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It’s not what you think. I won’t ask you to become anti-mainstream by changing your behavior, your looks, your diet and whatever else happens to be trendy, and profess to the rest of the world how much of a rebel you are. All the while most other people you know are following the same so-called anti-establishment path. The world is full of people who fight the mainstream so much that they fail to see how mainstream it is to fight the world.

If you want to be a true rebel, leave the world alone for now and ask yourself this: Am I willing to wean myself off from the need to filter my experience through my intellect? To swim upstream means to go against the flow, and it doesn’t take a genius — or a crystal ball — to see that the current of humanity is one of obsession with the need to intellectualize everything.

We need scientific proof that God exists, as if God were some kind of rare critter that’s extremely hard to photograph. We insist on getting straight facts only about what causes a disease and what keeps us illness-free, as if the physical body were completely independent of our mental and emotional states. We keep blindly believing what we’re being fed by those we empower to inform us, as though we have no such built-in equipment as intuition and an innate bullshit detector.

The mainstream is obsessed with the intellect. It’s completely disconnected from and cynical toward any kind of unseen or intangible reality. To live a mainstream life is to buy into the convoluted mental world of the ego, in which fear, lack and separation reign. In such a world, each human walks through life perpetually busy and stressed, competing for attention and approval and carrying a heavy load on his shoulders. Sadly, he still feels alone.

The mainstream is the downstream; it’s the way most people roll. Not because they’re stupid or masochistic but simply because they never questioned, or are afraid of the consequences of questioning the direction in which everyone else seems to flow. The “safety in numbers” myth is a powerful tool to preserve mass unconsciousness.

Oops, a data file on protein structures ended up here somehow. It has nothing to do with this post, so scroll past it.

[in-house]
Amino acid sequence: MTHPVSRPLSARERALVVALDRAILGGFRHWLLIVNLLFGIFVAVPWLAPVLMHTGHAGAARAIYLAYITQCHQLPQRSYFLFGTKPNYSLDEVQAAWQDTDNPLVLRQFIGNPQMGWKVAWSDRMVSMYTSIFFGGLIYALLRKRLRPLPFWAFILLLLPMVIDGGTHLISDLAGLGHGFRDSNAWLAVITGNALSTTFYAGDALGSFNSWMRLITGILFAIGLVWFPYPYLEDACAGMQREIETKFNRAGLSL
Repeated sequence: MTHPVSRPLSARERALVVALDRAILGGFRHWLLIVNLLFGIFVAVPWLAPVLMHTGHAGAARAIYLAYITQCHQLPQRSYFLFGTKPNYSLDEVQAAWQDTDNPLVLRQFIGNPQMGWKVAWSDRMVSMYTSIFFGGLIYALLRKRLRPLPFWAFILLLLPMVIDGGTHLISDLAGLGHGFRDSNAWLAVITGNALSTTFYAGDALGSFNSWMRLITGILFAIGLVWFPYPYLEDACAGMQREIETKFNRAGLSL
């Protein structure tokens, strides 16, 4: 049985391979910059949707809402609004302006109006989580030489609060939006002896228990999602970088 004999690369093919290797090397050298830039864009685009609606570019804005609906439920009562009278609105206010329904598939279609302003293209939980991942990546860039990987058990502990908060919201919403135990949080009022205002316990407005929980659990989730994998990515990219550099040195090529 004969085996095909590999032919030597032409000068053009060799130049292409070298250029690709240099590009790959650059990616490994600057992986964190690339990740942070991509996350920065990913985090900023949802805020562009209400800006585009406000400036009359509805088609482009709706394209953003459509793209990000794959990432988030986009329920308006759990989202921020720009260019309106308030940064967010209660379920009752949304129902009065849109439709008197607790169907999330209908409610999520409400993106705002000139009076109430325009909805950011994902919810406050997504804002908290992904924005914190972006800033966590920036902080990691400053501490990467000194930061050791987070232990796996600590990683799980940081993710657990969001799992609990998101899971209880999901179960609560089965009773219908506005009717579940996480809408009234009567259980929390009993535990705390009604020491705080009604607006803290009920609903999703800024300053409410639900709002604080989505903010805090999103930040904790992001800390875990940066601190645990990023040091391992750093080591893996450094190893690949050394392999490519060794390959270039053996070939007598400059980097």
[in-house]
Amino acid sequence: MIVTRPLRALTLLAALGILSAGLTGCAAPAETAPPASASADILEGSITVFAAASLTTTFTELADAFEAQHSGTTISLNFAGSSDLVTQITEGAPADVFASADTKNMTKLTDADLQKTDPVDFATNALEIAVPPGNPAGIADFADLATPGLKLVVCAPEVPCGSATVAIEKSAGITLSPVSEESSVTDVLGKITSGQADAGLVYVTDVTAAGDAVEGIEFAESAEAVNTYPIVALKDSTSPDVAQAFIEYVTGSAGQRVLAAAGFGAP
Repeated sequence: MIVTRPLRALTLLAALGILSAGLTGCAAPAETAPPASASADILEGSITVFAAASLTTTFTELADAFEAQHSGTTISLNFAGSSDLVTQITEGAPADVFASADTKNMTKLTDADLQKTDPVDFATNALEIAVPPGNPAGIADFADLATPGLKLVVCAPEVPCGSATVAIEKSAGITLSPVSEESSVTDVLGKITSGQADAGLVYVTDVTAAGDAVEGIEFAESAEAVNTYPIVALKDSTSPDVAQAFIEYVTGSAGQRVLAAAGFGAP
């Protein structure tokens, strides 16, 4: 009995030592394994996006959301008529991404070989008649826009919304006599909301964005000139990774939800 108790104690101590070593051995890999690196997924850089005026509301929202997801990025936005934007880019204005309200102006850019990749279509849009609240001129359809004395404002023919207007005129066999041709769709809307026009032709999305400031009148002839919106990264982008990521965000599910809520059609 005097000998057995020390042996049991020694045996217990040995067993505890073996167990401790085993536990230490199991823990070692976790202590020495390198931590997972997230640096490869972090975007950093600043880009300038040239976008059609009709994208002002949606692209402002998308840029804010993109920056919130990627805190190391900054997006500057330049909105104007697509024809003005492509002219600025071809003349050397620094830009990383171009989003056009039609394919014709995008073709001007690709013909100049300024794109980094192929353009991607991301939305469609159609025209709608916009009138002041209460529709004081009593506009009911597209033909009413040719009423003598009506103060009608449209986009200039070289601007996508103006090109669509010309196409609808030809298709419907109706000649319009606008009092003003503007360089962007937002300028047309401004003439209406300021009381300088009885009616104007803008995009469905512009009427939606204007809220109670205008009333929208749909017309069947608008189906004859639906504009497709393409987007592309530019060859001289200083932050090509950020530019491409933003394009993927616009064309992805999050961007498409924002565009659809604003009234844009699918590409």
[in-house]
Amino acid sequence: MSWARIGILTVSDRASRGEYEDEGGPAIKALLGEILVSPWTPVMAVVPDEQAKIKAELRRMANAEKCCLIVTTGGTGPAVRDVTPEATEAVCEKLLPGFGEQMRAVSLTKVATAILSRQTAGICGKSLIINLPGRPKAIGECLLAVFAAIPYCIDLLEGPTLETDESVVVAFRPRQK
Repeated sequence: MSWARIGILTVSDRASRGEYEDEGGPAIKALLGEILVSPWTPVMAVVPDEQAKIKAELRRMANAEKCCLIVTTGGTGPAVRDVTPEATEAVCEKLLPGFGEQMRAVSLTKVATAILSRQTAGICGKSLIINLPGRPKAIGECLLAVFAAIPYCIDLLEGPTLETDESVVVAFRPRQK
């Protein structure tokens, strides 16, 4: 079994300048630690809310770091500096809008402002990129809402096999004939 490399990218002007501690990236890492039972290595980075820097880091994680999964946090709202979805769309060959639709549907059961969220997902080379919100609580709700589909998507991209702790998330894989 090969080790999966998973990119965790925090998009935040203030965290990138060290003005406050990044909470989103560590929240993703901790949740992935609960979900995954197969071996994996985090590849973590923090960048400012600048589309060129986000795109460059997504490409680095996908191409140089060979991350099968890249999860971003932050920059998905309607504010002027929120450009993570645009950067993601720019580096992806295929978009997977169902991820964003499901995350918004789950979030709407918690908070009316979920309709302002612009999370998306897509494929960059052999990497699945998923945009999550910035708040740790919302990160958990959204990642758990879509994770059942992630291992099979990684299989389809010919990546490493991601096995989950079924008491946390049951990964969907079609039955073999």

This is really mind boggling to me because the mainstream way I just described is not the natural way for a human. It’s the normal way because we made it so but it’s not the natural way.

How many stories have you heard of people who risked their lives, and sometimes even lost their lives, to save someone else, most of the time someone they didn’t even know? And when they’re called heroes they just say they did what everyone else would have done. Maybe not everyone else would act in such an altruistic way, but we all have that instinct, whether we know it or not. We may think that our most basic instinct is to survive, to protect ourselves no matter what. But what if our elemental impulse is to express our true nature, whether we call it divinity, love or oneness? That makes a lot more sense to me.

To live from the truest place of ourselves then, means to swim upstream. Swimming upstream entails having enough sense to trust one’s inner senses and to listen to and live from one’s heart. It’s knowing that who you are in reality can never be hurt, but that who you think you are may be and probably will be hurt many times over until the lesson of true identity is learned. Once we start swimming upstream and get over the mental concept of how difficult that is, we find that our lives simplify and our burdens get lighter. We finally remember that the true way is the way of the heart, and that the intellect is just an accessory that often malfunctions and therefore can’t be blindly trusted.

Now that you know that the mainstream is not what you think it is — because nothing is ever as we think it is! — ask yourself again whether you have the courage to swim upstream? Are you ready to open yourself up, heart, mind and all the senses you have, to experience reality as it is, rather than as you think it is? As Shakespeare famously said in Hamlet: “There are more things in heaven and earth, Horatio, than are dreamt of in your philosophy.” Word.